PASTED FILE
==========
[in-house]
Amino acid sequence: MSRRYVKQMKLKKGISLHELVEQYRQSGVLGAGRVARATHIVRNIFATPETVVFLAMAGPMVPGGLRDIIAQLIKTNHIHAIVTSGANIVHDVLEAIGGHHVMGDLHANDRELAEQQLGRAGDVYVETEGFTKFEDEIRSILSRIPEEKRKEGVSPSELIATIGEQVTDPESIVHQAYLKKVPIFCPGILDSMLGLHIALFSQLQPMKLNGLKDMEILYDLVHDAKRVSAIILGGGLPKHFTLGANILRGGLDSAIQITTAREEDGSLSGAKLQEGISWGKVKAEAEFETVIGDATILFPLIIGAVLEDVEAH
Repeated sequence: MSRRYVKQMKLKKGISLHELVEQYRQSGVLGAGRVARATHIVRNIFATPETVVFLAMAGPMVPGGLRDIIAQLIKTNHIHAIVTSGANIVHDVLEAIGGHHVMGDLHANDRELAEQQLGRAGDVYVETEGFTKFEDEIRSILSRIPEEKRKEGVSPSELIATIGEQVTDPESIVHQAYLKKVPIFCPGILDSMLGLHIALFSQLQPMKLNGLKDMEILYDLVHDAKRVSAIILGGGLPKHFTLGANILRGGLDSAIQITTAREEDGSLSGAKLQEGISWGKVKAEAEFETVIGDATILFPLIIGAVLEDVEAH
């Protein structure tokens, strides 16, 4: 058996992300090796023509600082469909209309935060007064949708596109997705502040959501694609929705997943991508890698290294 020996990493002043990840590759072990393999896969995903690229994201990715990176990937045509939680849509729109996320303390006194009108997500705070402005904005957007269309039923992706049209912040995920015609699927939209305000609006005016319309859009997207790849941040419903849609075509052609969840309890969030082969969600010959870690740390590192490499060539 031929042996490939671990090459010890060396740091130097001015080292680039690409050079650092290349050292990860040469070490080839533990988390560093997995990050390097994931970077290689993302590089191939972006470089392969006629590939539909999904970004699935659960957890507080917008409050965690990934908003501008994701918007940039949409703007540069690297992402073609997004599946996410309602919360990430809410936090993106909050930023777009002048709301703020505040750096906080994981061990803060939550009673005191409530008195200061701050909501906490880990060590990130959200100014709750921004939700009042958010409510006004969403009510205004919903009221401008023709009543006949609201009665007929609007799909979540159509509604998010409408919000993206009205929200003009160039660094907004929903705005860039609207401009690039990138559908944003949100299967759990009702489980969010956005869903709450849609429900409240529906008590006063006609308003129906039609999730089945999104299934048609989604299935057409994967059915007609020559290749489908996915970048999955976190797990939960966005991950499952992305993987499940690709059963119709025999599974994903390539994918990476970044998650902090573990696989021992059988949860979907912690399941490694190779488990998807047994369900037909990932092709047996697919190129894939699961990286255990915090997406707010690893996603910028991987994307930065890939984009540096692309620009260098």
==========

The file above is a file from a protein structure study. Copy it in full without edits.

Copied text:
[in-house]
Amino acid sequence: MSRRYVKQMKLKKGISLHELVEQYRQSGVLGAGRVARATHIVRNIFATPETVVFLAMAGPMVPGGLRDIIAQLIKTNHIHAIVTSGANIVHDVLEAIGGHHVMGDLHANDRELAEQQLGRAGDVYVETEGFTKFEDEIRSILSRIPEEKRKEGVSPSELIATIGEQVTDPESIVHQAYLKKVPIFCPGILDSMLGLHIALFSQLQPMKLNGLKDMEILYDLVHDAKRVSAIILGGGLPKHFTLGANILRGGLDSAIQITTAREEDGSLSGAKLQEGISWGKVKAEAEFETVIGDATILFPLIIGAVLEDVEAH
Repeated sequence: MSRRYVKQMKLKKGISLHELVEQYRQSGVLGAGRVARATHIVRNIFATPETVVFLAMAGPMVPGGLRDIIAQLIKTNHIHAIVTSGANIVHDVLEAIGGHHVMGDLHANDRELAEQQLGRAGDVYVETEGFTKFEDEIRSILSRIPEEKRKEGVSPSELIATIGEQVTDPESIVHQAYLKKVPIFCPGILDSMLGLHIALFSQLQPMKLNGLKDMEILYDLVHDAKRVSAIILGGGLPKHFTLGANILRGGLDSAIQITTAREEDGSLSGAKLQEGISWGKVKAEAEFETVIGDATILFPLIIGAVLEDVEAH
């Protein structure tokens, strides 16, 4: 058996992300090796023509600082469909209309935060007064949708596109997705502040959501694609929705997943991508890698290294 020996990493002043990840590759072990393999896969995903690229994201990715990176990937045509939680849509729109996320303390006194009108997500705070402005904005957007269309039923992706049209912040995920015609699927939209305000609006005016319309859009997207790849941040419903849609075509052609969840309890969030082969969600010959870690740390590192490499060539 031929042996490939671990090459010890060396740091130097001015080292680039690409050079650092290349050292990860040469070490080839533990988390560093997995990050390097994931970077290689993302590089191939972006470089392969006629590939539909999904970004699935659960957890507080917008409050965690990934908003501008994701918007940039949409703007540069690297992402073609997004599946996410309602919360990430809410936090993106909050930023777009002048709301703020505040750096906080994981061990803060939550009673005191409530008195200061701050909501906490880990060590990130959200100014709750921004939700009042958010409510006004969403009510205004919903009221401008023709009543006949609201009665007929609007799909979540159509509604998010409408919000993206009205929200003009160039660094907004929903705005860039609207401009690039990138559908944003949100299967759990009702489980969010956005869903709450849609429900409240529906008590006063006609308003129906039609999730089945999104299934048609989604299935057409994967059915007609020559290749489908996915970048999955976190797990939960966005991950499952992305993987499940690709059963119709025999599974994903390539994918990476970044998650902090573990696989021992059988949860979907912690399941490694190779488990998807047994369900037909990932092709047996697919190129894939699961990286255990915090997406707010690893996603910028991987994307930065890939984009540096692309620009260098």